Overfeeding Feeding is the most interactive time koi keepers have with their koi. It is the opportunity to inspect and even ‘pet’ koi, with these impressive fish becoming incredibly tame at feeding time.

Feeding time can also be a tempting time to offer excessive food in an attempt to be ‘kind’ or to encourage koi to grow at a faster rate.

Unfortunately, overfeeding is far easier to fall foul of with fish than any other pet. When a cat or dog has eaten sufficient, it will leave what is left to return to later. If fish are offered too much food then once they have eaten their fill, the remainder will begin to break down and pollute the pond water.

When feeding koi, it is wise to remember that the pond water is also being fed, and just like koi, there is a limit to how much food a pond system can safely receive each day. Excessive feeding will lead to an increase in ammonia and nitrite and a drop in fish health.

Tips for safe feeding.

Try to feed a little and often, removing any excess uneaten food with a net.

Unless specifically feeding tench or other bottom feeding fish, use a floating food that can be easily judged as to whether it has been eaten.

Remember that far more fish are killed by being overfed with the resultant poor water quality than have been through starvation. I have never seen a fish die through starvation.


Oxygen is the major life-sustaining gas, used in respiration to ‘burn’ food to release energy. Oxygen maintains muscles in an aerobic state for efficient locomotion and other activities.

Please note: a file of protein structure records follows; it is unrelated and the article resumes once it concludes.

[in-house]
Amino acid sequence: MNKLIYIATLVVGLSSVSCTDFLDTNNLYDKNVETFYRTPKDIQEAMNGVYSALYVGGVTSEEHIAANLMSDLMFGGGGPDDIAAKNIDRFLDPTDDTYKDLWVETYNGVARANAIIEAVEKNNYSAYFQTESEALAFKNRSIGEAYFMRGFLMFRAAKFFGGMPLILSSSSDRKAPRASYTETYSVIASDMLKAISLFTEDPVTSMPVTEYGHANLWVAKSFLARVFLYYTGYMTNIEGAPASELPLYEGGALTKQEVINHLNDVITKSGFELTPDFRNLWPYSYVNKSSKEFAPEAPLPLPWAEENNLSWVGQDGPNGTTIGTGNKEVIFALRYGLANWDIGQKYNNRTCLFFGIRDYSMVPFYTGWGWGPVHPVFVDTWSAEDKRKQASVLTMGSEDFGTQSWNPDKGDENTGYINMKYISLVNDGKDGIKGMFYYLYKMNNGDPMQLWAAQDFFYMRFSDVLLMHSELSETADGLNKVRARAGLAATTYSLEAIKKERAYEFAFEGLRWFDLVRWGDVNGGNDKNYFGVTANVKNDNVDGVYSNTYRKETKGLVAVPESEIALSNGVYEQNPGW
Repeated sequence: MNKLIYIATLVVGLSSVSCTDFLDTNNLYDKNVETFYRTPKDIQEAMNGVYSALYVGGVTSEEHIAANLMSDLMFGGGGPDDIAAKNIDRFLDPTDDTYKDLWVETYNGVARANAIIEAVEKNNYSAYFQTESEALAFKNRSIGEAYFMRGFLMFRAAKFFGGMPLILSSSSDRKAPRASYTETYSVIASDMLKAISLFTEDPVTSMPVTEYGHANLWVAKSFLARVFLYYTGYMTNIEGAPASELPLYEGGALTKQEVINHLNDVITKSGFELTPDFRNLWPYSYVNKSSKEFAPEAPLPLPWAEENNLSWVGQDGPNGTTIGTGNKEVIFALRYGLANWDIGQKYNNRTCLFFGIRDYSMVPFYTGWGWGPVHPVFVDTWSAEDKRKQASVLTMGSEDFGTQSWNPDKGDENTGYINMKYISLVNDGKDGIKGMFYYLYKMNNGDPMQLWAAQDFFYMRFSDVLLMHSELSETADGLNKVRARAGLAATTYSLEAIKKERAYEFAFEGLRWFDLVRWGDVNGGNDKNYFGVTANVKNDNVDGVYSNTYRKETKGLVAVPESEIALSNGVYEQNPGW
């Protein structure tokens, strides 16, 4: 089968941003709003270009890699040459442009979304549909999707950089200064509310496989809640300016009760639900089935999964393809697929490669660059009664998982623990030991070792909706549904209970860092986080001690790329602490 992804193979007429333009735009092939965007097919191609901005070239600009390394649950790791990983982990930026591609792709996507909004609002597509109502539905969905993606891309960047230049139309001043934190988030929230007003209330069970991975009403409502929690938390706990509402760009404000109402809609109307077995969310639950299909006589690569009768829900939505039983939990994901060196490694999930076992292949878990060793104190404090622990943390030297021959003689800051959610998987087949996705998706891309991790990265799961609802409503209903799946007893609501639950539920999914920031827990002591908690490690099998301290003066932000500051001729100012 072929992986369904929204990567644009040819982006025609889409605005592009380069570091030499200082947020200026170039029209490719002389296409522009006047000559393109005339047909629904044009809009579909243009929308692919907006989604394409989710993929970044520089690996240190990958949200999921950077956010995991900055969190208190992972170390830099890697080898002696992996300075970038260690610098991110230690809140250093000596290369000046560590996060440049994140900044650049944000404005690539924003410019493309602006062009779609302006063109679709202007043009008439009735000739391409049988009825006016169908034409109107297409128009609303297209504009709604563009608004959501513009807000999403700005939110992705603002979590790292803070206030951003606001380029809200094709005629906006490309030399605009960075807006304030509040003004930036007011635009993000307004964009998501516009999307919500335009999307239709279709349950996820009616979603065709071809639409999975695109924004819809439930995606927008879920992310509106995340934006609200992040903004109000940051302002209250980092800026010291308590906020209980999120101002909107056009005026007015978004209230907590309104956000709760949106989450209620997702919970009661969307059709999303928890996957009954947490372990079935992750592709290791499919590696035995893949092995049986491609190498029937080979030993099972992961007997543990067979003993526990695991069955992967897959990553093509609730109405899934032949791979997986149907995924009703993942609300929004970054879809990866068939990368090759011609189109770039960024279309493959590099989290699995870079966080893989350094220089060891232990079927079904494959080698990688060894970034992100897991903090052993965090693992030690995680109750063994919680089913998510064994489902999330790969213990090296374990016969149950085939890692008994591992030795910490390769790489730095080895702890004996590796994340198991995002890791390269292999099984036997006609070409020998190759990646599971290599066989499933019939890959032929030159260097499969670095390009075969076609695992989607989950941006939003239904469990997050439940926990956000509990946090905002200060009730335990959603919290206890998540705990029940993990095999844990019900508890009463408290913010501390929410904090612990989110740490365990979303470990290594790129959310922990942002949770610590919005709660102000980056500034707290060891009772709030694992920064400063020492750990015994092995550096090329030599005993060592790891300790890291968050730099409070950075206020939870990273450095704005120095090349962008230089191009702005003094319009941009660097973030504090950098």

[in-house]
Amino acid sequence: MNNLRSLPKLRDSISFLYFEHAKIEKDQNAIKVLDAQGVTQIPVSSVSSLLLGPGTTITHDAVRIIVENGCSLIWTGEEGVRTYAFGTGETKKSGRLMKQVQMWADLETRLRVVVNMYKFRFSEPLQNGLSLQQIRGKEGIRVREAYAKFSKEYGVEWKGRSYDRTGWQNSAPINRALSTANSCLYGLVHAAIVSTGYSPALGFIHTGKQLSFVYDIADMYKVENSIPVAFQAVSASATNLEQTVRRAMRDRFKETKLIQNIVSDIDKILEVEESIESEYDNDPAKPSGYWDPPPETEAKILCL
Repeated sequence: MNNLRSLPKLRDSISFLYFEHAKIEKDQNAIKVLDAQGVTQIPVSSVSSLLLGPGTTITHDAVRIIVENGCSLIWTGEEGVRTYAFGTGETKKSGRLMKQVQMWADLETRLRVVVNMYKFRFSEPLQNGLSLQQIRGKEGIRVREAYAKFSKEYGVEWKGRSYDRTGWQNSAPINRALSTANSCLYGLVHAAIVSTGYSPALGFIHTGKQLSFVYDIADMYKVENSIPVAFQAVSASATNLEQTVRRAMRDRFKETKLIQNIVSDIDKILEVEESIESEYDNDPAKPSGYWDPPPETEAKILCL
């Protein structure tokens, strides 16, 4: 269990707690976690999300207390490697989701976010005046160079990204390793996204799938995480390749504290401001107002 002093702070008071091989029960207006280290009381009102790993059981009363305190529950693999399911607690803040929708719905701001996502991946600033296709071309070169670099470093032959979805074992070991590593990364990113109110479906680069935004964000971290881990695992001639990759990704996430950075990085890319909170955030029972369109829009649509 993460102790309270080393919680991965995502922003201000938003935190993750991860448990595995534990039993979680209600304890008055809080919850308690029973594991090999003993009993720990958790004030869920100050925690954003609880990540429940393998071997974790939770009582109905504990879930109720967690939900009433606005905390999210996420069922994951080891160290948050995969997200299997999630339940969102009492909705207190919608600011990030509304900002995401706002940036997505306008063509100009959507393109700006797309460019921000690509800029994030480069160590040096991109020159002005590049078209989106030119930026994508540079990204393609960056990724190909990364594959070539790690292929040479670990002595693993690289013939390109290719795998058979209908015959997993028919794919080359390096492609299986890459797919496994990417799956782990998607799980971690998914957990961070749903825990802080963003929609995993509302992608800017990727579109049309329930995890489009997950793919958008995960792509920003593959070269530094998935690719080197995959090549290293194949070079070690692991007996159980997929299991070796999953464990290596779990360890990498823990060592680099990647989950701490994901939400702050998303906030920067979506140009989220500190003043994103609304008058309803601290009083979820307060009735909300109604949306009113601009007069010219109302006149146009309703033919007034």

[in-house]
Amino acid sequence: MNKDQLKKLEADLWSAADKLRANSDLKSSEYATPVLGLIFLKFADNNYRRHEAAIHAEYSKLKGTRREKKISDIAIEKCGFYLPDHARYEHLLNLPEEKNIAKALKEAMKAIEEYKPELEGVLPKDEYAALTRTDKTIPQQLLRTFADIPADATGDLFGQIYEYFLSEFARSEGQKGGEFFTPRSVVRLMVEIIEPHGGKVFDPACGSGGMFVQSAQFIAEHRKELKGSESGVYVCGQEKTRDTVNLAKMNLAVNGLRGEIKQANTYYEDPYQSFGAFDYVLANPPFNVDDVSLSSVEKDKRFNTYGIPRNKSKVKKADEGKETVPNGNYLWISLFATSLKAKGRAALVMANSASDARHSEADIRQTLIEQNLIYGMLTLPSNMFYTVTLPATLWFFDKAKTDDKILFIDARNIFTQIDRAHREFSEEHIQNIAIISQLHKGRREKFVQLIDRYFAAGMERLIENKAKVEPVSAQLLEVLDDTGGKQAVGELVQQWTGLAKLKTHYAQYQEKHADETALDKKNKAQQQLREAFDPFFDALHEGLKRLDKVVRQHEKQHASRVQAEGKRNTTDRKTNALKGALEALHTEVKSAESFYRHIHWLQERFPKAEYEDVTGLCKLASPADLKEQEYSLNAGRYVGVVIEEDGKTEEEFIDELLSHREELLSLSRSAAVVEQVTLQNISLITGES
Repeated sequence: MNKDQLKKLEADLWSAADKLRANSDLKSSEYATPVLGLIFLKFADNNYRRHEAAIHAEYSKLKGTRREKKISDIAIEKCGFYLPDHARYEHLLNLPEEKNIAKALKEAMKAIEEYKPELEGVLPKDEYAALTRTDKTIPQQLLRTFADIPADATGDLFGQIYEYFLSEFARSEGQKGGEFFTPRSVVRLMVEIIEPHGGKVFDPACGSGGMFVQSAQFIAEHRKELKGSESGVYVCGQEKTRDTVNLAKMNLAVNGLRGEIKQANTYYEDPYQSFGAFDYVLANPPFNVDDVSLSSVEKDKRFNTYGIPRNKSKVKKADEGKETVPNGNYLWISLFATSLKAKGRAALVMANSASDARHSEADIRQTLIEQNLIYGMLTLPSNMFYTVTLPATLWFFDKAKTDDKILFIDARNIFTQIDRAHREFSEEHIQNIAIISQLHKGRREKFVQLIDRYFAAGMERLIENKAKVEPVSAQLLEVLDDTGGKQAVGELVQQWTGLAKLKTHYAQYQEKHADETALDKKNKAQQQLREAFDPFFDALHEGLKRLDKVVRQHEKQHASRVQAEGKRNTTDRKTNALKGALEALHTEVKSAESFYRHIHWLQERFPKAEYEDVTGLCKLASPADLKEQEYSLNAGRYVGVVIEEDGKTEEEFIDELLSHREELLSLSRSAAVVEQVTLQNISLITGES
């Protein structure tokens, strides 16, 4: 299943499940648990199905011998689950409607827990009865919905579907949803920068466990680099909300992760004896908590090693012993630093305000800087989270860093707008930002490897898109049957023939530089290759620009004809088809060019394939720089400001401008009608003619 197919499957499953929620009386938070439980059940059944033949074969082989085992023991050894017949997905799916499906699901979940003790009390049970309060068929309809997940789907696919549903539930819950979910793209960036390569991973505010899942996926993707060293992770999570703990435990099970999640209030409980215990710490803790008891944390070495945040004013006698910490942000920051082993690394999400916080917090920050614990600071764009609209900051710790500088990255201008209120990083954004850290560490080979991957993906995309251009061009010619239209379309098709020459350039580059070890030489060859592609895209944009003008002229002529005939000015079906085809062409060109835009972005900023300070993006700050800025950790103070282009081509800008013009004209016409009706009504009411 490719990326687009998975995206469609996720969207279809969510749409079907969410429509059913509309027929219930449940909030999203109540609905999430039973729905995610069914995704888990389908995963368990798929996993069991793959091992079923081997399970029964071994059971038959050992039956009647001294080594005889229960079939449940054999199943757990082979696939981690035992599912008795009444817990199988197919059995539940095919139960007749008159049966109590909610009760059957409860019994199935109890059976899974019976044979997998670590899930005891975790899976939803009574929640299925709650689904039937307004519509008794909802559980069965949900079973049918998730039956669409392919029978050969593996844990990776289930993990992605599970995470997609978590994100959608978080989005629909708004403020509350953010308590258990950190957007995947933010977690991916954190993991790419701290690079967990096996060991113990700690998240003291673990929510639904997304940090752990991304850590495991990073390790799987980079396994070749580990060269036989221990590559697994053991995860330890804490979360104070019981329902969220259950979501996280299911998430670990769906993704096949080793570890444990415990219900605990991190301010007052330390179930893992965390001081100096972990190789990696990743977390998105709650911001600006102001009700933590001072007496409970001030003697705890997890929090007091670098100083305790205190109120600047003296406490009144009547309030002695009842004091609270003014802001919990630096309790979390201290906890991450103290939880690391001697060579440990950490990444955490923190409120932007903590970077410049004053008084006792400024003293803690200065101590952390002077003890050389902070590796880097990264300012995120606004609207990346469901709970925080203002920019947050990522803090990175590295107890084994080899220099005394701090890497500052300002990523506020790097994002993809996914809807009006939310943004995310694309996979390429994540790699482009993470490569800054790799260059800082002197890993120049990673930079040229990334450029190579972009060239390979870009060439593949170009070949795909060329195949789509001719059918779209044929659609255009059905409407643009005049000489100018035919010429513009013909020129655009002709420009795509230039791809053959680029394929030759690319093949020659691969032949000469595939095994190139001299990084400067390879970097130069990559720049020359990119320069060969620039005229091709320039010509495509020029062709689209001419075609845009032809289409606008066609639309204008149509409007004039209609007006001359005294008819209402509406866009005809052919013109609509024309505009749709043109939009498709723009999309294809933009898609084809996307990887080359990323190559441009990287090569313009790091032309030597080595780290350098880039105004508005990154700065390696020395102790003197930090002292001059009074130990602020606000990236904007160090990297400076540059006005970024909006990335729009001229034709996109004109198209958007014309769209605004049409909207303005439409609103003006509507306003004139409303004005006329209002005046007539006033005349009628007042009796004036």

Oxygen can often be overlooked as a limiting factor in koi, with it generally being accepted that as long as the pond fish are not gasping, then the pond is sufficiently oxygenated. This is not always the case and great benefits can often quite easily be achieved through the addition of extra aeration to the pond.

Oxygen is available in the pond in a dissolved form (DO) where its concentration is inversely proportional to the water temperature. For example, in hot summer weather (when koi use more oxygen) there is naturally less oxygen dissolved in the water. Medications and other substances that may be dissolved in the pond water also reduce DO. Dissolved oxygen is also required by all other forms of aquatic life, from filter bacteria through to aquatic plants (which also give out oxygen in the day time). So pond keepers should manage the DO to provide sufficient levels for all of these consumers to maintain a stable and healthy pond environment at all times.

Kill blanketweed and string algae.